$27 billion. Imagine the number of penny sweets you could get for that. But rather than spend the money on low cost confectionaries, this is the huge sum that, in 2016, South Korea announced it would be investing in renewable energies over the following five years.
The money is being used to help to lower greenhouse emissions in the East Asian country, which more than doubled between 1990 and 2012. Updates will include expanding current renewable energy resources, increasing the energy efficiency of buildings and improving the sustainable transport infrastructure in the country.
To this end, several state-led initiatives have already been launched, such as an emissions cap-and-trade-scheme, as well as the creation of a National Strategy for Green Growth. But it’s not just the government that is intent on increasing sustainability in South Korea. The general population too is backing the bid – as evinced by the brilliant work of the inhabitants of Suwon.
The Sharing Solar Power Project is a grass roots venture that was started by the citizens of the satellite city. The social cooperative invests in solar power as a way of generating both sustainable energy and financial returns.
Money garnered from the project is split equally between supplementary solar schemes and social welfare initiatives. Where the money goes is decided democratically by the 271 members of the cooperative. As of February 2017, the project had accumulated some $200,000 in profits.
The cooperative currently has its sights set on installing 2MW of photovoltaic systems, such as solar panels, in Suwon by 2020. Should this plan see the light of day, it will help to cut carbon emissions in the city by 1,000 tons of CO2 equivalent annually. This has the potential to reduce both air pollution and associated illnesses in Suwon.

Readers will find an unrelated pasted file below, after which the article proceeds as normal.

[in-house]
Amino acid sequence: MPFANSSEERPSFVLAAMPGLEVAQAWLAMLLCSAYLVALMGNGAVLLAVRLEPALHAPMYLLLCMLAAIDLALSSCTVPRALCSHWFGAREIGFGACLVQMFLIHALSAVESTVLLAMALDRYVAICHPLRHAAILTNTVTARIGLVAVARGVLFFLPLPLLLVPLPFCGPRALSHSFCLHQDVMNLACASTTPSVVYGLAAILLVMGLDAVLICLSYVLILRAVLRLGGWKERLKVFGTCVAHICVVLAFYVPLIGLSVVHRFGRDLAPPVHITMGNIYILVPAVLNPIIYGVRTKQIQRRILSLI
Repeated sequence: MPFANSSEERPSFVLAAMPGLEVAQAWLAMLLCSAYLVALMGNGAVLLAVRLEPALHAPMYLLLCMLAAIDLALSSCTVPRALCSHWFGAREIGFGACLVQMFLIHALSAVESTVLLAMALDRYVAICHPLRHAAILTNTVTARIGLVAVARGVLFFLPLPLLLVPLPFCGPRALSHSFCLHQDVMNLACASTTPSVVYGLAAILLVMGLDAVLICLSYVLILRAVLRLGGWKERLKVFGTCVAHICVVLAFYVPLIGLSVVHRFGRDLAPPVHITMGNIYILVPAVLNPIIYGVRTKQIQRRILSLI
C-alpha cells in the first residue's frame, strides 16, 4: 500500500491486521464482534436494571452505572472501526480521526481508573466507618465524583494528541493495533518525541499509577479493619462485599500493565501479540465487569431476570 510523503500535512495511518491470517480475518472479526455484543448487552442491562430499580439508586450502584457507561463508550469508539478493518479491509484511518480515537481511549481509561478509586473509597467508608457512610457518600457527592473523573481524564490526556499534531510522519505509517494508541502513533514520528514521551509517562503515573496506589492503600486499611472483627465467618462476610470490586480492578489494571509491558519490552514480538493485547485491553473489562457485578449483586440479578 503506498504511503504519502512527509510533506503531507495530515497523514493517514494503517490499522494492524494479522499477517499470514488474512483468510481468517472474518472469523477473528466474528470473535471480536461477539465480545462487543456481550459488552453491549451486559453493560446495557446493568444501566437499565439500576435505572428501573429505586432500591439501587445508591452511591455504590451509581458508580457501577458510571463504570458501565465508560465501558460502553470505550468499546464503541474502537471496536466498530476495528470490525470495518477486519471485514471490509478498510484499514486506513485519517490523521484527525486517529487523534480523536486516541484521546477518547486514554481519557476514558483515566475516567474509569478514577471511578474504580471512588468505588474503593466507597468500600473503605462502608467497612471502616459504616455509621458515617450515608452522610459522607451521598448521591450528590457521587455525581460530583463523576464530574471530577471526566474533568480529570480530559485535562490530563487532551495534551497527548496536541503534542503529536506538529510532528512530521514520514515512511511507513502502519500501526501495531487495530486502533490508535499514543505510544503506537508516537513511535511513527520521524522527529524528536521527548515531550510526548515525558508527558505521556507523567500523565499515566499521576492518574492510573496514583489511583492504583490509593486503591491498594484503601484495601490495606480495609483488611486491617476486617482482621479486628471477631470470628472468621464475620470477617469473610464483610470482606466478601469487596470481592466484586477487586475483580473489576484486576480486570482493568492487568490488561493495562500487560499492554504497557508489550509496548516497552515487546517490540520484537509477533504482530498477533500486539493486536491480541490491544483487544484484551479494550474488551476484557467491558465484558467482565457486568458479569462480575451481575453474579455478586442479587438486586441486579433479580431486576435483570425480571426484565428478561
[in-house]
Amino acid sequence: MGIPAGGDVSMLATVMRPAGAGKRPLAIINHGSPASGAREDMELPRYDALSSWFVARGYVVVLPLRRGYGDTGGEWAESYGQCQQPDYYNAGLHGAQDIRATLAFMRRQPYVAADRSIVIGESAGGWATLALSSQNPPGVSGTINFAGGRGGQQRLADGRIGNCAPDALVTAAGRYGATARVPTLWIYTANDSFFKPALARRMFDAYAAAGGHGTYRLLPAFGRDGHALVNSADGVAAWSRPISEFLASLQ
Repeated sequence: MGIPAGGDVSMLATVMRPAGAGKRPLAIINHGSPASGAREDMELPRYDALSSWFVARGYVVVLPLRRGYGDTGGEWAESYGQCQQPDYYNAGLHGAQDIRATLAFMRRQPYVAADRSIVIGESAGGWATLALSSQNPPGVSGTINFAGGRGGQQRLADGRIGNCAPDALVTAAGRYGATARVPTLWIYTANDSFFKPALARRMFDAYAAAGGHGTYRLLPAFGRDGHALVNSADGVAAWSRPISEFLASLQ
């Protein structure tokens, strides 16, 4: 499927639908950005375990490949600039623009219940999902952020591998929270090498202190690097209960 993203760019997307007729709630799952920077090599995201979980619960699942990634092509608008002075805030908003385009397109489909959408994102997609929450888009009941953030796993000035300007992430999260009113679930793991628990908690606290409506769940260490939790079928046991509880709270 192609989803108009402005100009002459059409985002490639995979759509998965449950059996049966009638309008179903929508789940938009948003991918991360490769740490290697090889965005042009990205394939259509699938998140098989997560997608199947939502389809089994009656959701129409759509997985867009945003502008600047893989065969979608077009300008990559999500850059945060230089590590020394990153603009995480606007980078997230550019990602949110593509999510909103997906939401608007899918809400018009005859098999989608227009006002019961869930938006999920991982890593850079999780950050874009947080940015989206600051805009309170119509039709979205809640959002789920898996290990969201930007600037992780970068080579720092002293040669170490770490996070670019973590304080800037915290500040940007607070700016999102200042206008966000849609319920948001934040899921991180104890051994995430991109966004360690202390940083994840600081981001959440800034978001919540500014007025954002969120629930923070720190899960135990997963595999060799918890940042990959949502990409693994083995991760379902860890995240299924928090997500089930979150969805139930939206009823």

Social welfare projects supported by the scheme, meanwhile, are designed to benefit the city’s energy poor. The aim is to reduce the impact of heat and cold temperature stresses on vulnerable people, such as the impoverished, the elderly and the unemployed. In the process, the project helps to build social cohesion in the city, an important factor in the general welfare of a community.
It is perhaps not a surprise that the Sharing Solar Power Project was conceived in Suwon, where there are lofty ambitions to become one of the top eco cities in the world. However, what may raise a few eyebrows is that in a city sprouting more green solutions than you can shake a sustainably sourced stick at, a community led project such as this has grown to become one of its key strategies.
Suwon has set itself a mid-term target of cutting greenhouse gas emissions by 20 per cent by 2020. While in the longer-term the city is pursuing a 40 per cent reduction in CO2 releases by 2030. The city is on track to reach both targets early, a projected success in large part thanks to the bright ideas of its citizens – more power to them.
Cities100 is a mission shared by Sustainia, C40 and Realdania to find the 100 leading city solutions to climate change. Read the 2016 publication, and follow the conversation online using #Cities100
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